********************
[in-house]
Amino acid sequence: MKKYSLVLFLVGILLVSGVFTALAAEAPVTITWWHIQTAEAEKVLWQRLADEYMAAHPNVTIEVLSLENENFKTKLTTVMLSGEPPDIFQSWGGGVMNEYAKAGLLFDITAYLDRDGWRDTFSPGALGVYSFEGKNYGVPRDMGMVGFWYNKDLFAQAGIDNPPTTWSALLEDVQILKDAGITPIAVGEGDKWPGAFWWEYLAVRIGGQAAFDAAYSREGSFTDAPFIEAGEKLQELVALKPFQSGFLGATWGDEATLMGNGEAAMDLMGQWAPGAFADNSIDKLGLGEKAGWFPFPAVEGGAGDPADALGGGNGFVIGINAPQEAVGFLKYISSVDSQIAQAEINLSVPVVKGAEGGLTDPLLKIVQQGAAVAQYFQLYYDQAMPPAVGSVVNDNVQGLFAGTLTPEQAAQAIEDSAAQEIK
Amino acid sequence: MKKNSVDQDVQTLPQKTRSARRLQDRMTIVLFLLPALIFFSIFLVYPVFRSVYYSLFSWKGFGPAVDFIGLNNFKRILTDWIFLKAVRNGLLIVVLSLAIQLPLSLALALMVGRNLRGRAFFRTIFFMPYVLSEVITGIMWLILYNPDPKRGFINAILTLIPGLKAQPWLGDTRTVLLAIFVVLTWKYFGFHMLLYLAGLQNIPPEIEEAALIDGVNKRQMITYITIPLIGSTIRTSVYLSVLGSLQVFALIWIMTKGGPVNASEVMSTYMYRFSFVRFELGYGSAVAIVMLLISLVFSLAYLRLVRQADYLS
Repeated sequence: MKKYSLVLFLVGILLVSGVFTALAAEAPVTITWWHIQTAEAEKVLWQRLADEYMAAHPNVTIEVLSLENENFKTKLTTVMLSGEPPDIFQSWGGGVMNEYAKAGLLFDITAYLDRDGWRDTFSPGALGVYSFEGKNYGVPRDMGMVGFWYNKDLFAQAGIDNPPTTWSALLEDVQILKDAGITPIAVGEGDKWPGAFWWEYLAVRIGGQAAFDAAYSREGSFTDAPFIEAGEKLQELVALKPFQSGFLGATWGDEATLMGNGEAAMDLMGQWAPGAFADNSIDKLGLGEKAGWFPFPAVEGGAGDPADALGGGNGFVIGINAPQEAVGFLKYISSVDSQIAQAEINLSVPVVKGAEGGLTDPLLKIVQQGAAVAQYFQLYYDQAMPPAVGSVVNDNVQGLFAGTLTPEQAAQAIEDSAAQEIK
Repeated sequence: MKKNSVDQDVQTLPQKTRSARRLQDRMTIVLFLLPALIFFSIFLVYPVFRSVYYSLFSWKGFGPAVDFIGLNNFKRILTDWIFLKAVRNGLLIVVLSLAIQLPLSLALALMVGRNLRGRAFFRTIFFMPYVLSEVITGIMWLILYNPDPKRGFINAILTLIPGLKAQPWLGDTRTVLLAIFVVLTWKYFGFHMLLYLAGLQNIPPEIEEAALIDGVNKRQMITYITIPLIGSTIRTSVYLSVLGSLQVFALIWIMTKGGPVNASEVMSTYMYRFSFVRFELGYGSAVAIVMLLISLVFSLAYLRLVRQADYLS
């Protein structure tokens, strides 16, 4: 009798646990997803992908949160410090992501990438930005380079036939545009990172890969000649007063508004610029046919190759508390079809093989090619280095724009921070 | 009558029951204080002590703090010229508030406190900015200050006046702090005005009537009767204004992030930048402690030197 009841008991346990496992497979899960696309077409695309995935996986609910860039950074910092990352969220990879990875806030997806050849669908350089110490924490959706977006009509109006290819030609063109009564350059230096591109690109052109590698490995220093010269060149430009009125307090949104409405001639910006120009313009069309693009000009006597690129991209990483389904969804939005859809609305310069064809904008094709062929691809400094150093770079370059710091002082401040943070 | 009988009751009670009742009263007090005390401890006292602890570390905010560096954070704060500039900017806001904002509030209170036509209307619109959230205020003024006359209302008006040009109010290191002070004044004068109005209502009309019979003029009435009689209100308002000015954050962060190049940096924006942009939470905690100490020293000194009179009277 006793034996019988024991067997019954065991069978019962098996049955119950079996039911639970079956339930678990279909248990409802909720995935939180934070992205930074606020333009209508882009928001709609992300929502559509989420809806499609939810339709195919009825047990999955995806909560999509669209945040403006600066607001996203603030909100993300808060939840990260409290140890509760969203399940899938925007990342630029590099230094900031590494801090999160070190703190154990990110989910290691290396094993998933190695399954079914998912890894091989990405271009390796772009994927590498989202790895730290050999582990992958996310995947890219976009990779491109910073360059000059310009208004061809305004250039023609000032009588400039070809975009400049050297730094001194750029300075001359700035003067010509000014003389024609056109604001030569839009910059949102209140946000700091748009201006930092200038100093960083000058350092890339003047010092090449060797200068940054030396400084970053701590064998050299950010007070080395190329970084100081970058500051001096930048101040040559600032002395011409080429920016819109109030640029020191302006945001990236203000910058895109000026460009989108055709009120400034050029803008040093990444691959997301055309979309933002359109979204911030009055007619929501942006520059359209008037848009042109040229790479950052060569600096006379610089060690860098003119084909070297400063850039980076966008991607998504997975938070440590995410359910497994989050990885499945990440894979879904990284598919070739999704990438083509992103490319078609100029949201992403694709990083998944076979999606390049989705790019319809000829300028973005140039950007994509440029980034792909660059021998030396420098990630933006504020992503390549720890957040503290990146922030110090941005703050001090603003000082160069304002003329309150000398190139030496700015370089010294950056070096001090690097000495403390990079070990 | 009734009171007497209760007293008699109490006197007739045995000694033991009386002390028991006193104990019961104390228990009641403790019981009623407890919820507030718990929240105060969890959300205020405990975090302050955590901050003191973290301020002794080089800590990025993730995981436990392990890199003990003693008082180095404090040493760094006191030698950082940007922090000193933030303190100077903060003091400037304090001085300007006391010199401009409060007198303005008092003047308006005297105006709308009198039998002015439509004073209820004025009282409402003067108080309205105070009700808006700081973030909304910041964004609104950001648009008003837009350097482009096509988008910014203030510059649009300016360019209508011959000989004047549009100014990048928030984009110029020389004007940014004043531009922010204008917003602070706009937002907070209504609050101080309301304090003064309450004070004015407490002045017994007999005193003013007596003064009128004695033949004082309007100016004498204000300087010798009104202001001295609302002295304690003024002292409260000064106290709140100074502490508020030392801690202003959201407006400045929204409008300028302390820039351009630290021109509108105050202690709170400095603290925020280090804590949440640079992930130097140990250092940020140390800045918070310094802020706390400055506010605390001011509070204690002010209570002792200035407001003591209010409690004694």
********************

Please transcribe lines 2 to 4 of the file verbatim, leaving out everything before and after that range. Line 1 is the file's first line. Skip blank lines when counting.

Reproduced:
Amino acid sequence: MKKYSLVLFLVGILLVSGVFTALAAEAPVTITWWHIQTAEAEKVLWQRLADEYMAAHPNVTIEVLSLENENFKTKLTTVMLSGEPPDIFQSWGGGVMNEYAKAGLLFDITAYLDRDGWRDTFSPGALGVYSFEGKNYGVPRDMGMVGFWYNKDLFAQAGIDNPPTTWSALLEDVQILKDAGITPIAVGEGDKWPGAFWWEYLAVRIGGQAAFDAAYSREGSFTDAPFIEAGEKLQELVALKPFQSGFLGATWGDEATLMGNGEAAMDLMGQWAPGAFADNSIDKLGLGEKAGWFPFPAVEGGAGDPADALGGGNGFVIGINAPQEAVGFLKYISSVDSQIAQAEINLSVPVVKGAEGGLTDPLLKIVQQGAAVAQYFQLYYDQAMPPAVGSVVNDNVQGLFAGTLTPEQAAQAIEDSAAQEIK
Amino acid sequence: MKKNSVDQDVQTLPQKTRSARRLQDRMTIVLFLLPALIFFSIFLVYPVFRSVYYSLFSWKGFGPAVDFIGLNNFKRILTDWIFLKAVRNGLLIVVLSLAIQLPLSLALALMVGRNLRGRAFFRTIFFMPYVLSEVITGIMWLILYNPDPKRGFINAILTLIPGLKAQPWLGDTRTVLLAIFVVLTWKYFGFHMLLYLAGLQNIPPEIEEAALIDGVNKRQMITYITIPLIGSTIRTSVYLSVLGSLQVFALIWIMTKGGPVNASEVMSTYMYRFSFVRFELGYGSAVAIVMLLISLVFSLAYLRLVRQADYLS
Repeated sequence: MKKYSLVLFLVGILLVSGVFTALAAEAPVTITWWHIQTAEAEKVLWQRLADEYMAAHPNVTIEVLSLENENFKTKLTTVMLSGEPPDIFQSWGGGVMNEYAKAGLLFDITAYLDRDGWRDTFSPGALGVYSFEGKNYGVPRDMGMVGFWYNKDLFAQAGIDNPPTTWSALLEDVQILKDAGITPIAVGEGDKWPGAFWWEYLAVRIGGQAAFDAAYSREGSFTDAPFIEAGEKLQELVALKPFQSGFLGATWGDEATLMGNGEAAMDLMGQWAPGAFADNSIDKLGLGEKAGWFPFPAVEGGAGDPADALGGGNGFVIGINAPQEAVGFLKYISSVDSQIAQAEINLSVPVVKGAEGGLTDPLLKIVQQGAAVAQYFQLYYDQAMPPAVGSVVNDNVQGLFAGTLTPEQAAQAIEDSAAQEIK